We are getting about 1 day for every 7 when the skies clear enough for me to do final keypad testing. The keypad has two methods of modeling that allows unguided imaging. The first one does a limited pointing model along the path that the image will take during the night. The second method simply measures the drift rate of a star at or near the object to be imaged. This second method is what I did last night. For most applications one needs only to take a short drift measurement of any star in a frame at maybe 2 to 4 points along the path that the image will follow. One point every 1 to 2 hours RA along the path will produce a very accurate model for drift.
Below is a 15 minute UNGUIDED exposure I took
last night with the Mach2 mount, purposely NOT polar aligned, off to the point
where RA and Dec were drifting at 16 arc sec/hr and 88arcsec/hr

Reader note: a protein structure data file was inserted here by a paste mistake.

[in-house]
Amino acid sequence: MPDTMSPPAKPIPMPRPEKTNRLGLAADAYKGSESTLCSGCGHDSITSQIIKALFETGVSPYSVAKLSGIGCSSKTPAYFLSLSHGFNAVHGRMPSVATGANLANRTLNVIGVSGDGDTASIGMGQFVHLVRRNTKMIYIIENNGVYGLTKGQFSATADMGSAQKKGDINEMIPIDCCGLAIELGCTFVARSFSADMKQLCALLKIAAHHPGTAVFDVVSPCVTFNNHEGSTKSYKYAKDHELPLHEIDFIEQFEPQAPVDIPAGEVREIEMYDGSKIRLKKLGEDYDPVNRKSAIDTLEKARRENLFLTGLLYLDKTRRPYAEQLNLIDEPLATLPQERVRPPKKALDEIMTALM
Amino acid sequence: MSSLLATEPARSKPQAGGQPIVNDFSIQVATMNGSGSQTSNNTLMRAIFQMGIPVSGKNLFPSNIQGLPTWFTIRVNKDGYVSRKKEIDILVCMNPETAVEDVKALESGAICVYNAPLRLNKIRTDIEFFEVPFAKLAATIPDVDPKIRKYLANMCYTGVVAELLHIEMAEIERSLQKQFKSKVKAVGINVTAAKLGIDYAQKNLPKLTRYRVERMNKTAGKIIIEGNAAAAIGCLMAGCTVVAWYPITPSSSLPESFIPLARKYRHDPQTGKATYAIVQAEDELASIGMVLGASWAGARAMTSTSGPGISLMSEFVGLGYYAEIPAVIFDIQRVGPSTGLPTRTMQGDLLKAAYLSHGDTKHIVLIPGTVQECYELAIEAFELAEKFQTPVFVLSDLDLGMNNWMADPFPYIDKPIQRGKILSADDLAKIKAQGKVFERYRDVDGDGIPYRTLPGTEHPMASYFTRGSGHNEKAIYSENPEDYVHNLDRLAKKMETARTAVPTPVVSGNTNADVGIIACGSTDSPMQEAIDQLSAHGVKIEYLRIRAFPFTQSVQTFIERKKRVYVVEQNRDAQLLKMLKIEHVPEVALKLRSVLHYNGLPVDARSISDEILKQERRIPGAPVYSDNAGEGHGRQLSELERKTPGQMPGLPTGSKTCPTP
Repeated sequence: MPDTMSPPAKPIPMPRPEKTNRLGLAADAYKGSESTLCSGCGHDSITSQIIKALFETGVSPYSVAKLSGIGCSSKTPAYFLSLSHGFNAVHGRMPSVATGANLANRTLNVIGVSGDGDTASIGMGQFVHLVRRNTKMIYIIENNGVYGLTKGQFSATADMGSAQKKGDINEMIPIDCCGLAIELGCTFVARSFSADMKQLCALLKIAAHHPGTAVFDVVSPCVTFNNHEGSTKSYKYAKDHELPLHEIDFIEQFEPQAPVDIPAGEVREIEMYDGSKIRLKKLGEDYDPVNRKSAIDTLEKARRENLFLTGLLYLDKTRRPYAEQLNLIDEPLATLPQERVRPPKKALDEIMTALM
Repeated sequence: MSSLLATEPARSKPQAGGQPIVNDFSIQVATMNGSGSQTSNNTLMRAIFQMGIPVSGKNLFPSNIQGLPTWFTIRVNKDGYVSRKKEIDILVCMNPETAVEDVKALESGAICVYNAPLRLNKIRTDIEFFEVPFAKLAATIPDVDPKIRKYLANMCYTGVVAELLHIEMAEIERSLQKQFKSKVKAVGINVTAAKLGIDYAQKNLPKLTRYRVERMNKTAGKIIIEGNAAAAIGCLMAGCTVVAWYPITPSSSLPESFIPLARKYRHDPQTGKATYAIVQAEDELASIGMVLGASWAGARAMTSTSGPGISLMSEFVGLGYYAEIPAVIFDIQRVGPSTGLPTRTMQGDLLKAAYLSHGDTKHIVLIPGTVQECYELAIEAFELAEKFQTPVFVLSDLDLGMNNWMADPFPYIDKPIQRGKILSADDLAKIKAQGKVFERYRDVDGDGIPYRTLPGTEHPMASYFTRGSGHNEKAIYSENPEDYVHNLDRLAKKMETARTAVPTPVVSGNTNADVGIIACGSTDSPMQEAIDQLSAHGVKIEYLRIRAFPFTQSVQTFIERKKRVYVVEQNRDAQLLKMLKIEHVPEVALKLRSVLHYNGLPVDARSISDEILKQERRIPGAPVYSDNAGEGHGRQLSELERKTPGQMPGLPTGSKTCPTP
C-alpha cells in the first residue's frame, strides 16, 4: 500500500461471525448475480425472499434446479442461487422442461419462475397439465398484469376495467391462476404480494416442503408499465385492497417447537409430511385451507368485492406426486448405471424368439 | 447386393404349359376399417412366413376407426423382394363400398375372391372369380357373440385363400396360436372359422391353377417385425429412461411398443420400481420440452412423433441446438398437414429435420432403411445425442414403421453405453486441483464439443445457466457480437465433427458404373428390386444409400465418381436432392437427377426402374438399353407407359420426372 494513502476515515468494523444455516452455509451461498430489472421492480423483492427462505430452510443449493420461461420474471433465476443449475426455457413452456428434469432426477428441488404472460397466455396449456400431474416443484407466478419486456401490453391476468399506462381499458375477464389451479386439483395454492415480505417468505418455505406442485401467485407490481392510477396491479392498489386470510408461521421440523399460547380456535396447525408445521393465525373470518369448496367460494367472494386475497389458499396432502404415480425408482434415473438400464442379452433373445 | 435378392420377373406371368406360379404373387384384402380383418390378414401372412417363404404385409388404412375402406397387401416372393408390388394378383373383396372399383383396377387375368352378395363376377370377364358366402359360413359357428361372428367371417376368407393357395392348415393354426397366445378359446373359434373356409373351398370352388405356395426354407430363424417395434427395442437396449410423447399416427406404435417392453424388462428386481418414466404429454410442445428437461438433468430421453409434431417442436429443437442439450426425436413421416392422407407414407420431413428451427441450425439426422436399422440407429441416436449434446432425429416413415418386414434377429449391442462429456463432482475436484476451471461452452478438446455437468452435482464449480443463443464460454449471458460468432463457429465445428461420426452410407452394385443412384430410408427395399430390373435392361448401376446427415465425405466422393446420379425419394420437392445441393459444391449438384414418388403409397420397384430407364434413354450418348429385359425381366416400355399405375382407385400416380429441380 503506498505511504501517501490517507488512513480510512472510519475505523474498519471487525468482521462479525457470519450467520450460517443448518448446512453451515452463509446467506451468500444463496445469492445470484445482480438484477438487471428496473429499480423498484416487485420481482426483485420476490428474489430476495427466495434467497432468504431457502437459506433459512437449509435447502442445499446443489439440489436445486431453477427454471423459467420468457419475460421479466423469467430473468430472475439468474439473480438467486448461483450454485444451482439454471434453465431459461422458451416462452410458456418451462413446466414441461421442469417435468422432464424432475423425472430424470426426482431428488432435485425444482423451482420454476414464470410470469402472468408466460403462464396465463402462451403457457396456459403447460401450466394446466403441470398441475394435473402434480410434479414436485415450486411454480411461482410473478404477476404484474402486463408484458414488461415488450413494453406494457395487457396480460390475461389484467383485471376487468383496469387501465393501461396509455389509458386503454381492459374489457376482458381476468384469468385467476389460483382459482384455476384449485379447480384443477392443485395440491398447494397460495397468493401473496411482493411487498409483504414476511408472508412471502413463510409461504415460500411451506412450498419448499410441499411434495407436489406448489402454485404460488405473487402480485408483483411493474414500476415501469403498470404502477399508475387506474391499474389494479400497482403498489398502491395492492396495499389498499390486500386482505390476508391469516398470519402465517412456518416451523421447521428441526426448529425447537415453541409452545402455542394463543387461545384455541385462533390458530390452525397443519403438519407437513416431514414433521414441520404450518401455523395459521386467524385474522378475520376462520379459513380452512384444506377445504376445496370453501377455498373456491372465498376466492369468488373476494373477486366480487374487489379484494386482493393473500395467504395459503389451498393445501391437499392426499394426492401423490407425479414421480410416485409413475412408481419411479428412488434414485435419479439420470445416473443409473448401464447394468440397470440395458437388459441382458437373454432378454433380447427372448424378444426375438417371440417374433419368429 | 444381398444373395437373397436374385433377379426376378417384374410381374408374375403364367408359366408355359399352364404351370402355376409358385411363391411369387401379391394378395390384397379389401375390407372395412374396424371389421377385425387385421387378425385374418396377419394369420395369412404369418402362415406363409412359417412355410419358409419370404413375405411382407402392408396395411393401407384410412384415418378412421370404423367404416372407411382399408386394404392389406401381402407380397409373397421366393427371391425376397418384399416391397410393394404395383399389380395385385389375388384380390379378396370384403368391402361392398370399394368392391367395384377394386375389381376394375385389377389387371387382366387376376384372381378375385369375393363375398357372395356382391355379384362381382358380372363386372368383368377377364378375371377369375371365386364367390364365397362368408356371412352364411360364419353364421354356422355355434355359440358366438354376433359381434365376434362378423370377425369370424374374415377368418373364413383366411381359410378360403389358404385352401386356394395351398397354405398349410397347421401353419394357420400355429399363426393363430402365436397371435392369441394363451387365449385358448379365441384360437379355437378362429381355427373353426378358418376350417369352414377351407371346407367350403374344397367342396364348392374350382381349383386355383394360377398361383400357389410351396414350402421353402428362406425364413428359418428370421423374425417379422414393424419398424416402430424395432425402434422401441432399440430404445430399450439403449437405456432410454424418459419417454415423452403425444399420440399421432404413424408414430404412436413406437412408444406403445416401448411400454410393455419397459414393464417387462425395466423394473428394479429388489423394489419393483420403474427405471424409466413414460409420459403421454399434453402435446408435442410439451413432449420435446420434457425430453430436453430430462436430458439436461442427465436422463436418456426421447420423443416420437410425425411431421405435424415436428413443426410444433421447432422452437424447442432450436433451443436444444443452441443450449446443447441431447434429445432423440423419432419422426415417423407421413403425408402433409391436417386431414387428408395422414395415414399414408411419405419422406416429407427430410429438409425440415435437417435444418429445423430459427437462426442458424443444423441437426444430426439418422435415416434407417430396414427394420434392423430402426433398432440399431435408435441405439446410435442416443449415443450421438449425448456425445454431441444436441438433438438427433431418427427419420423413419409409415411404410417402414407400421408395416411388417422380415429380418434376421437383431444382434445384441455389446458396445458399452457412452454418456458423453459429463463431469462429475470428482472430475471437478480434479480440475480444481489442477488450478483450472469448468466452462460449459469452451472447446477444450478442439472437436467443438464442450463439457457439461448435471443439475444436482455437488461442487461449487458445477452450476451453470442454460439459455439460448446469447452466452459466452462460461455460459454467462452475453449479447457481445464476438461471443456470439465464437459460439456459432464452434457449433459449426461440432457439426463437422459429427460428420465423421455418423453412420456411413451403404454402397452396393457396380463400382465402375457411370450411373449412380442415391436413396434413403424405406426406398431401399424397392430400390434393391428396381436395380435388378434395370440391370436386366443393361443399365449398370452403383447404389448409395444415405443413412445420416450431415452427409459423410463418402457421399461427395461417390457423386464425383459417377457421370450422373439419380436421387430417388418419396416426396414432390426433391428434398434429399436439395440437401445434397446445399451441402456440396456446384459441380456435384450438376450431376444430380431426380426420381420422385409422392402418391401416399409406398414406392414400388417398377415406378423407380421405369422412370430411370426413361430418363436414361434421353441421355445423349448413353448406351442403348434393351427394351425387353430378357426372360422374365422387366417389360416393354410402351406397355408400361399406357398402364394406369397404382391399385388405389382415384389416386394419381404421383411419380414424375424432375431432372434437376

respectively. I took a single 5 min drift measurement at the beginning
of the exposure and used that to set the custom tracking rates for the
axes (all done automatically in the keypad). It was good for the next hour of unguided imaging. A second and
third drift measurement was added for 3 more hours, but clouds moved in.
a good model the accuracy is better, in my opinion, than guiding with
PHD2 or MaximDL. There is no jumping around, back and forth pushing and
pulling of the axes according to momentary guide star positions and sky
scintillation. It's a smooth motion, very accurate tracking under
precise encoder control. This is with a 160EDF refractor of 1200mm focal
length at .9 arc sec per pixel image scale.
The drift model resides in the mount controller, so actually doesn't need a laptop to store the data. The drift measurement can be done with a consumer digital camera, and then that camera can be used all night to gather images without ever having any guider attached.